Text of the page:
Thursday June 21, 2018

Eat Peanuts, Chickpeas, to Lower Cholesterol and Improve Blood Pressure

It also helped reduce 10-year coronary heart disease risk by 13 per cent, the study said

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Eat Peanuts, Chickpeas, to Lower Cholesterol and Improve Blood Pressure
Eat Peanuts, Chickpeas, to Lower Cholesterol and Improve Blood Pressure. Pixabay
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Eating a diet that includes peanuts, chickpeas, apples and a little amount of plant sterols may lower cholesterol and improve blood pressure, new research has found.

The diet is based on the “Portfolio Diet,” which is a plant-based dietary pattern that emphasises a portfolio of four proven cholesterol-lowering foods.

“Previous clinical trials and observational studies have found strong evidence that a plant-based diet can improve heart health,” said one of the study authors, Hana Kahleova, Director of Clinical Research at the Physicians Committee for Responsible Medicine in Washington DC.

“This study demonstrates that certain plant foods are especially effective for lowering cholesterol and boosting our overall cardiovascular health,” Kahleova added.

Chickpeas,
Chickpeas, Pixabay

The diet that the researchers found beneficial included 42 grams of nuts (tree nuts or peanuts), 50 grams of plant protein from soy products or dietary pulses (beans, peas, chickpeas, or lentils), 20 grams of viscous soluble fiber from oats, barley, psyllium, eggplant, okra, apples, oranges, or berries and two grams of plant sterols from supplements or plant-sterol enriched products per day.

The findings, published in the journal Progress in Cardiovascular Diseases, are based on a new meta-analysis, a statistical procedure that integrates the results of several independent studies.

Also Read: From Radio Signals A Pill Could Tell About Gut Health And Help Doctors

The results suggest that a diet that includes plant protein, fiber, nuts and plant sterols improves several markers for cardiovascular disease risk including reductions in cholesterol level and improvements in blood pressure.

Following the dietary pattern reduced LDL (low-density lipoprotein), the “bad” cholesterol by 17 per cent, while also reducing total cholesterol, triglcyerides, systolic blood pressure, diastolic blood pressure and C-reactive protein.

It also helped reduce 10-year coronary heart disease risk by 13 per cent, the study said. (IANS)

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Study: Dementia Risk to 50-year-olds With Raised Blood Pressure

How middle-age hypertension raises dementia risk later

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Dementia Risk to 50-year-olds With Raised Blood Pressure
Dementia Risk to 50-year-olds raises with Blood Pressure . Pixabay

A high blood pressure level but still below the usual threshold for treating hypertension can put 50-year-olds at increased risk of developing dementia later, revealed a study led by an Indian-origin researcher.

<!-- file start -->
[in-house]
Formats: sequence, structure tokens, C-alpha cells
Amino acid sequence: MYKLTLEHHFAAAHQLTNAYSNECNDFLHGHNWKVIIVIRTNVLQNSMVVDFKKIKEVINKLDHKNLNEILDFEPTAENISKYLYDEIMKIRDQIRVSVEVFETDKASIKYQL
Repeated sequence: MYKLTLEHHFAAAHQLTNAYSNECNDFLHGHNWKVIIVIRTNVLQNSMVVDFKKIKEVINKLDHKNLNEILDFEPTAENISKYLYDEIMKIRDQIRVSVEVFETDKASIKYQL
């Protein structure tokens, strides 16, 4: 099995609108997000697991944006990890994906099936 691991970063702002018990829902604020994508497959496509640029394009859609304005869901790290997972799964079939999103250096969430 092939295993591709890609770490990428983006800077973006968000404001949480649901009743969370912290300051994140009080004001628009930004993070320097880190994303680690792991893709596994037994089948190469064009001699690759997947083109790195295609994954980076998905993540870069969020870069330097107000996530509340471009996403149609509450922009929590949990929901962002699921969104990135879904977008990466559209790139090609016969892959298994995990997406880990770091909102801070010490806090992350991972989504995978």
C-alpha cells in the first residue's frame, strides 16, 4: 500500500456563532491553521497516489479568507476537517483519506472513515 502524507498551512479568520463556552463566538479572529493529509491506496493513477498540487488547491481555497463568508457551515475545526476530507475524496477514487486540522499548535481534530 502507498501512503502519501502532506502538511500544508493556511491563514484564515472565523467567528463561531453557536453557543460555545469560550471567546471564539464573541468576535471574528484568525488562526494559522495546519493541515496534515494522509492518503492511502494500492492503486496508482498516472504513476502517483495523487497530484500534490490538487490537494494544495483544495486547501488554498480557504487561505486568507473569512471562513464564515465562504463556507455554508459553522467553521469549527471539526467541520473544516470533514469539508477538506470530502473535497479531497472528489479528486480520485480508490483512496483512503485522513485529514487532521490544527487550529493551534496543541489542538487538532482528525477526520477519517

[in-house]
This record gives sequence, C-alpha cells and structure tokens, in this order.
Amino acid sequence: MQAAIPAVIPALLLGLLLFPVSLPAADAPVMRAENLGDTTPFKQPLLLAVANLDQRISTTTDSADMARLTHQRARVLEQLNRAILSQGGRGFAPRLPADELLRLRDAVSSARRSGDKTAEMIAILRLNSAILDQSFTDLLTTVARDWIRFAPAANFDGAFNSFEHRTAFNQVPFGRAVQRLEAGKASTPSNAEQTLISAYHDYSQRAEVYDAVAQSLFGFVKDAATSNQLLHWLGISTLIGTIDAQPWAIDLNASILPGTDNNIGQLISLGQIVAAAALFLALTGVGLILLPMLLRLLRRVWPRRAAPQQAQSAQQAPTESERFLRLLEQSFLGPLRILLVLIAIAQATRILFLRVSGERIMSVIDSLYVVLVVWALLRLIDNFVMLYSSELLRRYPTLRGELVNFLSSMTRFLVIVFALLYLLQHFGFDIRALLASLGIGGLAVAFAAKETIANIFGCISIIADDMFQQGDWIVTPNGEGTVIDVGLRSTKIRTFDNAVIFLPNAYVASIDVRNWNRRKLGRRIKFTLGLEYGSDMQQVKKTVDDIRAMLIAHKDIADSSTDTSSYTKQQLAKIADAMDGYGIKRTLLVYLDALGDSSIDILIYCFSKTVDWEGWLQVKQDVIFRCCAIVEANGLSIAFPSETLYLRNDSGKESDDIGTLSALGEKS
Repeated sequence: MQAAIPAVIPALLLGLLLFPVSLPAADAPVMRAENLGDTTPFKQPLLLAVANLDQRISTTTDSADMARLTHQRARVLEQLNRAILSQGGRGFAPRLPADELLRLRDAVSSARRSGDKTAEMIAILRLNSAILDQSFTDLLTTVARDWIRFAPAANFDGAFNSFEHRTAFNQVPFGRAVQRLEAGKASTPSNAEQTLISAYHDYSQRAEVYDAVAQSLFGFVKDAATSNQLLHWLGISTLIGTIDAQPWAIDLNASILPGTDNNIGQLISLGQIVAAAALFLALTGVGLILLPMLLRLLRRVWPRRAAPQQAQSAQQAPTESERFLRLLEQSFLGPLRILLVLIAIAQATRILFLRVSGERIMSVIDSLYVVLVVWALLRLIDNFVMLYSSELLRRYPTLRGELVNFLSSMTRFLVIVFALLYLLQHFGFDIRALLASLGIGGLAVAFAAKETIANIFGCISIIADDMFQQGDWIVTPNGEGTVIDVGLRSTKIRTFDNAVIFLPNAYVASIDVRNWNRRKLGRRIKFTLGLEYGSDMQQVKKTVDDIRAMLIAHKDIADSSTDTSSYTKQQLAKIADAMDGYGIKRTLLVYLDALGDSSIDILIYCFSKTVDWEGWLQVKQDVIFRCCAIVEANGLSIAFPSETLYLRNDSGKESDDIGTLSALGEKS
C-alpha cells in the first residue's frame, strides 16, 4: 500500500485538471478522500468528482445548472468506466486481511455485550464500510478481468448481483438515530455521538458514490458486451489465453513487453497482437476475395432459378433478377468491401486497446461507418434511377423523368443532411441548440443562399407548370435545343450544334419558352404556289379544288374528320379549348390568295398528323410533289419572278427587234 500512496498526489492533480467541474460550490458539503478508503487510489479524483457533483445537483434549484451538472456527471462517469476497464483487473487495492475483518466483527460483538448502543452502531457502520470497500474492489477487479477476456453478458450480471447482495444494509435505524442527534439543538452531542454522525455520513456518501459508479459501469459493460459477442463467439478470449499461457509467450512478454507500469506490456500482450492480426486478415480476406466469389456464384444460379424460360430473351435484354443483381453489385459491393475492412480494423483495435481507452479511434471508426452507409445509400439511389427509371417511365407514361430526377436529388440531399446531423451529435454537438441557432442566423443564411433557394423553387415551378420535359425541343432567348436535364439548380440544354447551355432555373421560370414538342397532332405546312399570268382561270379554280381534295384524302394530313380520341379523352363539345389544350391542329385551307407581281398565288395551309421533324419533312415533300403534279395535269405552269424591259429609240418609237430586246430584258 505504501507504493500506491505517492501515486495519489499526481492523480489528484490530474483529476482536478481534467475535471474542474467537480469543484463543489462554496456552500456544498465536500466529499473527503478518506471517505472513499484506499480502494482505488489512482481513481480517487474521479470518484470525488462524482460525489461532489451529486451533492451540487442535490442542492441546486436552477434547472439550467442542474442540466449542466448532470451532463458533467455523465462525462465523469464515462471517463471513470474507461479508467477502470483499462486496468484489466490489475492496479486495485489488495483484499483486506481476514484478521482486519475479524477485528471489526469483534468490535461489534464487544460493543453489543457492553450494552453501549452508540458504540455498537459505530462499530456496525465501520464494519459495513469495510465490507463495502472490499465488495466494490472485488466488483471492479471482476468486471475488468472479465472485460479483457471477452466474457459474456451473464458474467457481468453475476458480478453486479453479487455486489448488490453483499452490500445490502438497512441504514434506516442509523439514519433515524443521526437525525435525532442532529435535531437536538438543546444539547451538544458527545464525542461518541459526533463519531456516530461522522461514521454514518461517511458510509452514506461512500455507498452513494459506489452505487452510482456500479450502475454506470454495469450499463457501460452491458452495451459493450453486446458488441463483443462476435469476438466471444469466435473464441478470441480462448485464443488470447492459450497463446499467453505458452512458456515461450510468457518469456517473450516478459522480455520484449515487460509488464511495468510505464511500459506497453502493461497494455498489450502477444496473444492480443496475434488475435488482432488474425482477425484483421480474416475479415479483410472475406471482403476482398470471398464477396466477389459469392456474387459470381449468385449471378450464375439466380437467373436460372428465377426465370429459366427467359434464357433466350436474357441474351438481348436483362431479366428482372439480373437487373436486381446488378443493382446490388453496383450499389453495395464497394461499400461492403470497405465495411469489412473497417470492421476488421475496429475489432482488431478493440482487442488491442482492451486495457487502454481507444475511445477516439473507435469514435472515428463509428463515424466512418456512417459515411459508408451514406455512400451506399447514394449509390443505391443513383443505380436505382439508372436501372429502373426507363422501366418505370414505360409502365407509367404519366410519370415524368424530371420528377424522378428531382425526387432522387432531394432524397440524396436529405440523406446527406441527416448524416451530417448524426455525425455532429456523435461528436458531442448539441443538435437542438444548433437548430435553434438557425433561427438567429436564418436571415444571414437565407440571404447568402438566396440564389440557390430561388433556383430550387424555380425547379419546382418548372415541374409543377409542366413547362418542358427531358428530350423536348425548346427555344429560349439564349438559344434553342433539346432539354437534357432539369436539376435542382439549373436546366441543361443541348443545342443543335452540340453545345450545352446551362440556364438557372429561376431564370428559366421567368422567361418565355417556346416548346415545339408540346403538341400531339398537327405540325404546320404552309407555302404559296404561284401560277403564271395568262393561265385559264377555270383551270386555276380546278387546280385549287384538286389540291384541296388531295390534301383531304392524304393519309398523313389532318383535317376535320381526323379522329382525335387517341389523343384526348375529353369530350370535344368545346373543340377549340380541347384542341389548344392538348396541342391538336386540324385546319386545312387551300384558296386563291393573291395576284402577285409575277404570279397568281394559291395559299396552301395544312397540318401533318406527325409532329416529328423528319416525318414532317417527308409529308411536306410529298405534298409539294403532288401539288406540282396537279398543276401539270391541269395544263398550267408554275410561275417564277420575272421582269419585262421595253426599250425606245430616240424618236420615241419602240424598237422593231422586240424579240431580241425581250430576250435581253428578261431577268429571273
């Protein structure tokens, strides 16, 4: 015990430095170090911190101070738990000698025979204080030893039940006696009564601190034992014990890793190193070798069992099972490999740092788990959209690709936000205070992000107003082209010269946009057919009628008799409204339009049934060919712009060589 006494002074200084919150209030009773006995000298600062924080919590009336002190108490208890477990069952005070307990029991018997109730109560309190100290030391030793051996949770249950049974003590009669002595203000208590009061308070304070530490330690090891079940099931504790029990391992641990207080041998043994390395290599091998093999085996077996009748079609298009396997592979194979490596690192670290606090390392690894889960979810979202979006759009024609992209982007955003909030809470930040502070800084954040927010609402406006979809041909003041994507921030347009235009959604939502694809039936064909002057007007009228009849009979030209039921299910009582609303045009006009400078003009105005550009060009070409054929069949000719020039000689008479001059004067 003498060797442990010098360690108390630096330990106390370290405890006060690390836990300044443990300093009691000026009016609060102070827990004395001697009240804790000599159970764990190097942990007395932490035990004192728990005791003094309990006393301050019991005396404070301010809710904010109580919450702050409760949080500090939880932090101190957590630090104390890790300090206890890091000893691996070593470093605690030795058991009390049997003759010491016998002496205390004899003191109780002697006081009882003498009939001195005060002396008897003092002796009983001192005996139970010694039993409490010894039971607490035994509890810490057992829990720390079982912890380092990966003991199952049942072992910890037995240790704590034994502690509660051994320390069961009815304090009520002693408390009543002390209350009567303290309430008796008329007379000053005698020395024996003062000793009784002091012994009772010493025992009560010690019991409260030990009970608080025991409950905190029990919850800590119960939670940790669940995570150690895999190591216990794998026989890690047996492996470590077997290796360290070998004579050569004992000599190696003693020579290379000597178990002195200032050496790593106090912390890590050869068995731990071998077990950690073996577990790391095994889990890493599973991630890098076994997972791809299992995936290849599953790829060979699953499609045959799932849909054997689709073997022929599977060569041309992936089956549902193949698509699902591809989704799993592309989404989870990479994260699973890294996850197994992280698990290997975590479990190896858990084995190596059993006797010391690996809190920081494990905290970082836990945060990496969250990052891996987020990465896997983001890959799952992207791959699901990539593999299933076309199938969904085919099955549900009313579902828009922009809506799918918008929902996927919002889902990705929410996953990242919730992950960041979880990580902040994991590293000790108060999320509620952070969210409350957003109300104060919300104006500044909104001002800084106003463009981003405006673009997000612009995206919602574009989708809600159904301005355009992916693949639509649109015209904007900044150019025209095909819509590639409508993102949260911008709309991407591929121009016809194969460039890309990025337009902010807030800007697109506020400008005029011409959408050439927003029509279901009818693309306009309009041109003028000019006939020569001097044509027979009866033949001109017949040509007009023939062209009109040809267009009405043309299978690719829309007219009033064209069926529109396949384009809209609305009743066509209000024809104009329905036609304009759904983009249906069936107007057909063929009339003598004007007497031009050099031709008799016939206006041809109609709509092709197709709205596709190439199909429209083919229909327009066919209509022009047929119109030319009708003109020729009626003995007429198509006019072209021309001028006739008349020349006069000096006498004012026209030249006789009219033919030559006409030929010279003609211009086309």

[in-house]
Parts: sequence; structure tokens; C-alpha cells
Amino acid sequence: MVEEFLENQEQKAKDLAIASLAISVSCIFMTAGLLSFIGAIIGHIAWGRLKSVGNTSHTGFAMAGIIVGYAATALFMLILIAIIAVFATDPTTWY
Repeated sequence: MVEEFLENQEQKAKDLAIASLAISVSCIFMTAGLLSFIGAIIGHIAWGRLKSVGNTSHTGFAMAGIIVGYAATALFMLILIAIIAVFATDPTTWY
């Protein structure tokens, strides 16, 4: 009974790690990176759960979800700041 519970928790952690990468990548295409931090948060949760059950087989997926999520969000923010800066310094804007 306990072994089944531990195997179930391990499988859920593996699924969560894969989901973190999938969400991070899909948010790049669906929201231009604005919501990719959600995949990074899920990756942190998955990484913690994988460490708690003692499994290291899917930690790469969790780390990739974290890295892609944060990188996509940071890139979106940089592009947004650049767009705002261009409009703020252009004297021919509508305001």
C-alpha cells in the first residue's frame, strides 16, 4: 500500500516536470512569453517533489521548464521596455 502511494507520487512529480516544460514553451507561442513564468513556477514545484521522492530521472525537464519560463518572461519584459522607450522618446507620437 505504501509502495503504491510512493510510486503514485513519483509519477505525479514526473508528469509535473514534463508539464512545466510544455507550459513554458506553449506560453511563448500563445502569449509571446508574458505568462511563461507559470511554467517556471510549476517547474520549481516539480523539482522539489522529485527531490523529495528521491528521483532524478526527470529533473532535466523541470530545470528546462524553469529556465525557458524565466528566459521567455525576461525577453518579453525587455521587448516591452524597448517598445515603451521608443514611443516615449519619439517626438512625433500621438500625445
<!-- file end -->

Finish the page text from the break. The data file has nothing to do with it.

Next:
According to the American Heart Association, normal blood pressure is below 120/80 mmHg.

People with a systolic blood pressure (the top number) of 130 mmHg or more at the age of 50 had a 45 per cent greater risk of developing dementia than those with a lower level at the same age.

The risk was 47 per cent even in people with no heart or blood vessel-related conditions.

“Our work confirms the detrimental effects of midlife hypertension for risk of dementia,” said lead author Archana Singh-Manoux, Professor at the French National Institute of Health and Medical Research (INSERM) in Paris.

Representational image.
Representational image. Pixabay

The reason for the increased risk of dementia includes the fact that high blood pressure is linked to silent or mini strokes (where symptoms often are not noticeable), damage to the white matter in the brain, which contains many of the brain’s nerve fibres, and restricted blood supply to the brain.

This damage may underlie the resulting decline in the brain’s processes, the researchers explained in the study of nearly 9,000 people, published in the European Heart Journal.

However, the association was not seen at the ages of 60 and 70, and diastolic blood pressure (the bottom number) was not linked to dementia.

Also Read: Rutgers Researchers Develop Automated Robotic Device For Faster Blood Testing

“Our analysis suggests that the importance of mid-life hypertension on brain health is due to the duration of exposure,” the researcher said.

“So we see an increased risk for people with raised blood pressure at age 50, but not 60 or 70, because those with hypertension at age 50 are likely to be ‘exposed’ to this risk for longer,” she added.

Another study reported in the journal Cardiovascular Research showed that higher risk of developing dementia in hypertensive patients occurs due to significant alterations in three specific white matter fibre-tracts linked to executive functions, processing speed, memory and related learning tasks — brain areas associated with dementia. (IANS)